Back in June I shared a graphic and a link to an article in the Huffington Post, which stated that there had been 74 school shootings since the tragedy at Sandy Hook Elementary in Newtown, Connecticut. Every school shooting is disturbing, but seeing a number like 74 shootings is enough to drive schools to use any methods possible to protect students and staff from the imminent threat of an intruder. As we’ve discussed before, many of the security devices being employed by schools are not code-compliant, and/or not a good long-term solution.
Since this statistic from Everytown for Gun Safety first surfaced, several media outlets have discussed the figures and established that there were actually 15 school shooting incidents in that time period, not 74:
Without starting a debate about gun control, the discrepancy in these figures does support my belief that while we need to be prepared for school shooters, we can’t forget about the thousands of other crimes that happen in schools each year, including assault, theft, vandalism, and sexual assault. Some schools are installing locks on classrooms which can be locked by anyone – staff member, student, parent, or perpetrator.
The Massachusetts Task Force Report on School Safety and Security was recently published and presented to Massachusetts governor, Deval Patrick. There are very limited recommendations relative to physical security in the report, and one of the recommendations is for classroom doors to be lockable without a key (I disagree):
“An assessment of classroom doors should be conducted regularly. All classroom doors in a school should open out (as opposed to open in to a classroom) and have the ability to be locked from inside the classroom, without the use of a key. This will enable the adult in charge to lock a door without leaving the classroom. The installation of doors and locks should be in accordance with all relevant local and state fire codes.”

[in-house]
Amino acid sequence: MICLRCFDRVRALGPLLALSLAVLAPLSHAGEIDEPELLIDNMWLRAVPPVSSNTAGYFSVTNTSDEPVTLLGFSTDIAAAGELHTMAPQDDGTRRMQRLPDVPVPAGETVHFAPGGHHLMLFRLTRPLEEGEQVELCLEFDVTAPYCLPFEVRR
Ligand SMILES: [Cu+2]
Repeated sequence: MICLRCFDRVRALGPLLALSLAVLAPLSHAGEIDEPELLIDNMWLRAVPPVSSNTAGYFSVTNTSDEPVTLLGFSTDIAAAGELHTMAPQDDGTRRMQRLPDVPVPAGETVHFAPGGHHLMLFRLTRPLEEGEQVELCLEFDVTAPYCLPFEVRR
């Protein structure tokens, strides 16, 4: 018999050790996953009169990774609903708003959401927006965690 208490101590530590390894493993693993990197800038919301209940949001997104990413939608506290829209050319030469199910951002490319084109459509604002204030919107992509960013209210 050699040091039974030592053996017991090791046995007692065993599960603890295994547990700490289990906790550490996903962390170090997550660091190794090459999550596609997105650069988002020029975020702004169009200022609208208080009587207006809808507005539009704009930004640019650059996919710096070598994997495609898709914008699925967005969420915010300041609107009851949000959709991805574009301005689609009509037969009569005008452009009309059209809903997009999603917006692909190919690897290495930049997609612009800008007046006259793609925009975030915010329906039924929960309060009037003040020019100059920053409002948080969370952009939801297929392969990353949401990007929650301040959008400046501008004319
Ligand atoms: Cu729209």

I spoke to a representative from a large school district, and when I asked if their district allowed retrofit security devices or the ability for unrestricted lockdown, his response was this:
“We do not allow, nor do we have any locks which can be locked without the use of a key (ie. thumbturns, push buttons etc.). If we see any of these locks when we do inspections, they are removed immediately. Locking a door without a key allows students to lock teachers and staff out, leading to unruly behavior or unlawful acts.
If the teachers buy a retrofit device and we see it on an inspection, it’s coming with us. Retrofit devices can be as simple as a wood wedge, hasp and padlock, slide bolts, hook and eyes etc. Anything that adds another manual function to open a door goes in the dumpster. The policy is citywide and covers elementary schools also.”
I know that some of you will agree with me (and the above-referenced school system) on this, and some will not. I value your opinion, so if you have experience you’d like to share with regard to school security, please leave a comment below.
Thank you to Ed Shimpock of Seven Oaks Doors & Hardware for sending me the video link, and to David DeFelippo from Tsoi/Kobus and Associates and Ed Marchakitus from Cornell Storefront Systems for the link to the Massachusetts Task Force report.